Conjecturing, now, that Pompey the Great would make his escape into Egypt or Libya, and being eager to join him, Cato put to sea with all his company and sailed away, after first giving those who had no eagerness for the expedition leave to depart and remain behind. After reaching Libya, and while sailing along its coast, he fell in with Sextus, the younger son of Pompey, who told him of his father's death in Egypt.
All, of course, were deeply distressed, but no one, now that Pompey was gone, would even listen to any other commander while Cato was at hand. For this reason also Cato, who had compassion on men who were brave and had given proof of fidelity, and was ashamed to leave them helpless and destitute in a foreign land, undertook the command, and went along the coast to Cyrene, the people of which received him kindly, although a few days before they had closed their gates against Labienus.1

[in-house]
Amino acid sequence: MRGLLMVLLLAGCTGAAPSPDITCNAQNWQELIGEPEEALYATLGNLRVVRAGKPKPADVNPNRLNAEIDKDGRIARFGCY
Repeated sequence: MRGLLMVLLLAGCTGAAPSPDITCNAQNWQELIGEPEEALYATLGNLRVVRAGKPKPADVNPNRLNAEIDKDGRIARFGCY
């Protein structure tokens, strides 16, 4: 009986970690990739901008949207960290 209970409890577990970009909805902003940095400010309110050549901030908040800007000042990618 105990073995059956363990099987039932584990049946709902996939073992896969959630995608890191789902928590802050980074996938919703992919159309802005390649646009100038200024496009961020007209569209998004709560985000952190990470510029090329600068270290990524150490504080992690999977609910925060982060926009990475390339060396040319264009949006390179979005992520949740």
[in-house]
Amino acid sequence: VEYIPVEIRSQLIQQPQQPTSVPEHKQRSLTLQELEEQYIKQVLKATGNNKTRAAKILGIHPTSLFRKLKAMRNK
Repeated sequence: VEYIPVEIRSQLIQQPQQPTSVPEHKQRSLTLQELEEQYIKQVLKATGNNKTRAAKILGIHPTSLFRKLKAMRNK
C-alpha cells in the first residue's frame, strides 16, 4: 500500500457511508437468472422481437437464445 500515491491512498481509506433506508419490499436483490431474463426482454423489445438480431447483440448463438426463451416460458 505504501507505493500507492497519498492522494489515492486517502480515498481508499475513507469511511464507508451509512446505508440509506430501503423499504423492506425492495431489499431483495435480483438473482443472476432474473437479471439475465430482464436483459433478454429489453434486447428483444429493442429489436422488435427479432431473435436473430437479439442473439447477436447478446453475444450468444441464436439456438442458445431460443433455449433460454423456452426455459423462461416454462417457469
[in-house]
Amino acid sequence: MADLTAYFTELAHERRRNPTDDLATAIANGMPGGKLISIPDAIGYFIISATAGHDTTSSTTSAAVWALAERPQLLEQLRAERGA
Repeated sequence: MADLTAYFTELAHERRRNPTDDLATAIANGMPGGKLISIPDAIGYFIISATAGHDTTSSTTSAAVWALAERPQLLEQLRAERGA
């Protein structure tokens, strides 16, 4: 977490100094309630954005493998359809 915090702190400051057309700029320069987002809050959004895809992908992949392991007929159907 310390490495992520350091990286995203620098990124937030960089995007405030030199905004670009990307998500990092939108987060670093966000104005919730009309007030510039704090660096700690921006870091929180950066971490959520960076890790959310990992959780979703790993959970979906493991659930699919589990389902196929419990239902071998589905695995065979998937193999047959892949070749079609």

There he learned that Scipio, the father-in-law of Pompey, had been well received by Juba the king, and that Attius Varus, who had been appointed governor of Libya by Pompey, was with them at the head of an army. Cato therefore sent out thither by land in the winter season, having got together a great number of asses to carry water, and driving along with him many cattle. Besides, he took with him chariots, and the people called Psylli.2
These cure the bites of serpents by sucking out the venom, and charm and deaden the serpents themselves by means of incantations.
Though the march lasted for seven days consecutively, Cato led at the head of his force, without using either horse or beast of burden. Moreover, he used to sup in a sitting posture from the day when he learned of the defeat at Pharsalus; yes, this token of sorrow he added to others, and would not lie down except when sleeping. After finishing the winter in Libya, he led forth his army3
; and it numbered nearly ten thousand.